“Maria Maria,” the second single from the album, was produced by Wyclef, and it’s so bad. Of course, he’s on it, introducing Carlos Santana and the vocalists — a duo named the Project G&B, who were never heard from again, for good reason — and when the track actually gets started, the lyrics are stunningly lame; the Maria of the title “reminds me of a west side story, growing up in Spanish Harlem,” but she also “fell in love in East LA, to the sounds of the guitar played by Carlos Santana.” Yes, this song features the singer calling Santana out by name, twice. It was at this point that I honestly started to feel sorry for him, which should never be the case when you’re talking about an album that went diamond.
“Corazón Espinado,” featuring Latin rock rulers Maná, is one of the best tracks on the record, from my perspective, because it could almost have fit on an earlier Santana album. It’s a bolero — a somewhat bluesy Latin ballad — and Fher Olvera’s hoarse, impassioned vocals are a perfect match for Santana’s stinging guitar. In fact, it reminds me of the song “El Raton” that the Fania All Stars used to perform with Cheo Feliciano on vocals and Carlos’s brother Jorge Santana (of the band Malo) on guitar.
But look — we’ve got to talk about “Smooth.” And I’m not gonna lie. I think it’s a really good song. Rob Thomas is as close to a “generic rock singer voice” as it’s possible to get; if it was the ’70s, he would have been the singer for .38 Special, but it was the ’90s, so he was the singer for Matchbox 20. Capable, but faceless. The song does not live or die based on his personality, because he doesn’t have one. It’s all about the music, and it’s a strong, punchy performance with an absolutely insistent Latin rock groove, tight but vibrant horn charts, and some of Carlos’s strongest playing on the record. It was the last song added to the record, and it was recorded in three takes, and it sounds that way. A lot of the other guest-star tracks were clearly programmed to within an inch of their lives, but “Smooth” is actually the sound of a band in a room, cranking it up, and that’s where Santana (the man and the band) really thrives.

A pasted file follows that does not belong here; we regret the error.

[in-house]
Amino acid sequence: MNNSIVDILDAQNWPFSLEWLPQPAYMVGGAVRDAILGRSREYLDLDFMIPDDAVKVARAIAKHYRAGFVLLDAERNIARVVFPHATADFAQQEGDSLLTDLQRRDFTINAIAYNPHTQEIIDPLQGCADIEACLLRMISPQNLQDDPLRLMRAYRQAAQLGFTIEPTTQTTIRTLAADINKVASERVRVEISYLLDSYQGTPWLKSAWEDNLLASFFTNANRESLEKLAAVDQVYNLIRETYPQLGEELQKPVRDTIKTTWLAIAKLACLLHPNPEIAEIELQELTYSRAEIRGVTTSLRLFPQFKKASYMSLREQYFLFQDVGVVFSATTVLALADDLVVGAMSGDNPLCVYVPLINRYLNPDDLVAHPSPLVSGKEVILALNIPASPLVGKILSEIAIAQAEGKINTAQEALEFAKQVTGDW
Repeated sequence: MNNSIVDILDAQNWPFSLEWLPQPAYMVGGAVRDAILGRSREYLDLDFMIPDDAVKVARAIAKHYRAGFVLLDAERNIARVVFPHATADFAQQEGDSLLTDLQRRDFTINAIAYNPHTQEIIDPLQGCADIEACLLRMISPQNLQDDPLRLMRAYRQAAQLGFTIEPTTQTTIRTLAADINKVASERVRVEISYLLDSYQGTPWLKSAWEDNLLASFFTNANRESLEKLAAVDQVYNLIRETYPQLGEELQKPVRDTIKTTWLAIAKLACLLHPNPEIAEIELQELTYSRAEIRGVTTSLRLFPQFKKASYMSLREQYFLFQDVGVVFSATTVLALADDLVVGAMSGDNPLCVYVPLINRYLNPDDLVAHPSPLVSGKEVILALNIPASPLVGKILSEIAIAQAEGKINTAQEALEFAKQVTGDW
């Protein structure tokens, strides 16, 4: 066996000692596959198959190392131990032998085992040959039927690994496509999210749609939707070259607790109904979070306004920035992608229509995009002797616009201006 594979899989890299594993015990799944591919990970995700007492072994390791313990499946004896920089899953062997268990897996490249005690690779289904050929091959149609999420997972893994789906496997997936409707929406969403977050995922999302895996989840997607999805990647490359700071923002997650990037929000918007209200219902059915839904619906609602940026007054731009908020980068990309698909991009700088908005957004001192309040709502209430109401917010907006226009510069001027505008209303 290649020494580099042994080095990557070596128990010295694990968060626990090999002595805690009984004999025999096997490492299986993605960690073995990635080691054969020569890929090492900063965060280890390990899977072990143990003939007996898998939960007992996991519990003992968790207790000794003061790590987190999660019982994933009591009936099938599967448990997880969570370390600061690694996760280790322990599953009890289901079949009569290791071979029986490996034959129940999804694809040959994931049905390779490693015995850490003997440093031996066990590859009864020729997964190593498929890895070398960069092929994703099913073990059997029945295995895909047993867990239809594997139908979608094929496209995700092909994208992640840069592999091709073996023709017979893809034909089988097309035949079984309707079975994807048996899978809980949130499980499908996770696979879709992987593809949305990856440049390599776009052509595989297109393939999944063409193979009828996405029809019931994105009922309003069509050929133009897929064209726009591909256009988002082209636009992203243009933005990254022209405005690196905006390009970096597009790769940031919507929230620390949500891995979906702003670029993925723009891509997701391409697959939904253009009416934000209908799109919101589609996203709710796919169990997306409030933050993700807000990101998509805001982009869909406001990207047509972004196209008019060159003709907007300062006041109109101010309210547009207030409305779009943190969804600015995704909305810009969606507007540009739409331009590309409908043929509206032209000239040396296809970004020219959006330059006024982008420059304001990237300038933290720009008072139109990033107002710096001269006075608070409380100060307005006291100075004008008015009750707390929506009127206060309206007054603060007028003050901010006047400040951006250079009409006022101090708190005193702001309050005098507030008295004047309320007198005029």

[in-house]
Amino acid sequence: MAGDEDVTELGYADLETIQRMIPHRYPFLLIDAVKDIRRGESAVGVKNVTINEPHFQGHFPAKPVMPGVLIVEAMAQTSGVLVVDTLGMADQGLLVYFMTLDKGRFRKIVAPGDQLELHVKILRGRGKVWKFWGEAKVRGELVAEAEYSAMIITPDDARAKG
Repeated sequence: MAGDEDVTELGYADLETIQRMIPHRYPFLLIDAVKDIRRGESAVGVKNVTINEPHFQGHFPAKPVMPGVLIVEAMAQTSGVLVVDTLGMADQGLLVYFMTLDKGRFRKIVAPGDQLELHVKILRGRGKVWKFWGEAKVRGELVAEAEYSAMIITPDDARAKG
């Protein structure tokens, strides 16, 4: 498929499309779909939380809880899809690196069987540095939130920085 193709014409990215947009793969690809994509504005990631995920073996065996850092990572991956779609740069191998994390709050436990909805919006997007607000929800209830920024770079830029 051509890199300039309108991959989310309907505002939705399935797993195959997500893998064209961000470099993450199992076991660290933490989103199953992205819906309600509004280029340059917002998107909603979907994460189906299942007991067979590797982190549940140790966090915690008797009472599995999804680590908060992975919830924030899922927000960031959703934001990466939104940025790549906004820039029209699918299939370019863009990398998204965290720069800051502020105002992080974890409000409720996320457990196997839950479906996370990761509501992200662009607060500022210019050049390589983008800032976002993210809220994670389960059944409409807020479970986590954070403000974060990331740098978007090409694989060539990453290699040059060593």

Yes, but what about the songs without guest stars?, you did not ask. Well, a couple of them are pretty good. “Migra” is one of the hardest-rocking tracks on the record, with pounding tribal drums and lyrics more chanted than sung, and the opening “(Da Le) Yaleo” almost sounds like a leftover from the Amigos/Festival/Moonflower era (roughly 1976-77). But the rest — “Africa Bamba,” the Grammy-winning instrumental “El Farol,” “Primavera,” and the hidden track “Day Of Celebration” (it was 1999; there was a hidden track) are pretty generic and phoned-in.
In the final analysis, I’m of two minds about Supernatural. On the one hand, it’s a pretty mediocre and unmistakably of-its-time collection of songs. So as someone who believes that Santana at his/their best has made some of the most adventurous rock music of the 20th and 21st centuries, that’s a bummer, and I’m probably never going to listen to it again. But the goddamn thing sold so many copies — and its two follow-ups, 2002’s Shaman and 2005’s All That I Am, went double platinum and gold respectively — that he can pretty much do anything he wants for the rest of his career. And the evidence shows that he knows it. Only one track on his 2012 album Shape Shifter had vocals at all. In 2016, he reunited the 1971 version of his band (including Gregg Rolie and Neal Schon, who had formed Journey after leaving Santana’s employ) for the hard-rocking Santana IV. In 2017, he made The Power Of Peace, a collaboration with the Isley Brothers. And last week, he released Africa Speaks, an album on which Guinean/Spanish post-flamenco vocalist Buika sings every song, most of them in Spanish and one in the Nigerian language of Yoruba. So because the stunning popularity of “Smooth” and Supernatural has allowed him to go wild, I’m glad he did it. Though maybe I should be thanking Clive Davis.